Last Of The Carrots Pillaged

Carrots pulled from the garden show rodent damage.Rodents moved into my garden when I wasn’t looking.

I went out to harvest the last of the carrots out of the soil and found them mostly eaten away by rodents.

I have ruled out squirrels, chipmunks and raccoons since the damage on each carrot was started at the bottom end under ground. That leaves gophers, mice, rats and voles.

Rats usually take a lot larger bites than this and voles a lot smaller bites, so I am looking for a herd of mice or a couple of hungry pocket-gophers. But no mater how you look at it, the rodents got to my crop before I finished my harvest and now I’m cranky.

Once the winter is over, I’ll have to be vigilant with planting in the spring in case the varmints are wintering over with me otherwise I could lose all my root crop next year.

Slim Pickens In The Garden

Fall is the winding down season. Cooler weather means anything left in the garden and orchard slow and decay. The copious amounts of rain have helped with the melting process.

Picking an apple or pear off the tree before heading out to do chores has become a habit.A single asian pear of the season still on the tree.

Today I picked the last Asian pear off the young tree. This is only the second year of producing for this newly acquired variety and I was very pleased with the crisp, sweet taste of this planting as well as the quantity.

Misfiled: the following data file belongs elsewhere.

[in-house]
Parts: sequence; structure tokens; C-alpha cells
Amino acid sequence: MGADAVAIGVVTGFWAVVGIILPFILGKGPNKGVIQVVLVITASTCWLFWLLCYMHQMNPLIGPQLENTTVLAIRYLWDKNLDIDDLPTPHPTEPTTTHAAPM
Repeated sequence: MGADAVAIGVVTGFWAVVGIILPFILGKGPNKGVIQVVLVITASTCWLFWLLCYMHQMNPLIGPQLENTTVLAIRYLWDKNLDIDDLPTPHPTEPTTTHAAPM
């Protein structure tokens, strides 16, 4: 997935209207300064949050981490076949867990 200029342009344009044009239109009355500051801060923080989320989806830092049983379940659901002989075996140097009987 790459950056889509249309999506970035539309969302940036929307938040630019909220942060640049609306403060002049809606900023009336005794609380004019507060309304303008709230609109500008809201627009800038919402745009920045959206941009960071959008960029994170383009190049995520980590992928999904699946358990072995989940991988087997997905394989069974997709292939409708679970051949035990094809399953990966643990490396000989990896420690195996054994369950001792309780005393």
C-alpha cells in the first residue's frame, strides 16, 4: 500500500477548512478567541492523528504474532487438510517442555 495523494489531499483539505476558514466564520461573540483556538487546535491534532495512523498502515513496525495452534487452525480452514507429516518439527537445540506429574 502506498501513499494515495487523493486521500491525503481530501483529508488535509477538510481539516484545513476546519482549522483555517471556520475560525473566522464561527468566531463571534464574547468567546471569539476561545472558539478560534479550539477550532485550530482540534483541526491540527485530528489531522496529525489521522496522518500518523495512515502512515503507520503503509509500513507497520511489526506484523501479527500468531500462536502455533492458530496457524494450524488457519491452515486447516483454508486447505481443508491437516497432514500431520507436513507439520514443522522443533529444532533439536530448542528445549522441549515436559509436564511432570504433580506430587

Only 3 Golden Delicious apples remain on the tree.The Golden Delicious apple tree is not far behind and I will be picking the last of those sometime later this week.

It has been a good year for tree fruits this year as well as the filberts. I have a freezer full of dried nuts, apple and pear bread, along with apple and pear chunks (for making pies).

The dehydrator had been busy most of the summer.

Counting Down From Ten

Ever since that downpour we had during the summer and the subsequent gift of finding fall Chanterelles in July, I have counted down after each rainstorm. The rule of thumb for mushrooms to grow is that the ground needs a good soaking and in about 10 days after the rain, the mushrooms should appear if all the other conditions are right.

Each rainstorm we have had since that first small spattering of woodland delicacies, I can be seen x-ing off the days on the calendar and trekking out into the woods with my bucket and mushroom knife.

It has only been hit and miss so far. The ground is still pretty dry under the dense stand of tall fir trees, that is until this week. We have had a series of days where we have gotten more than an inch of rain, so it was time to head out and see what the woods has to offer.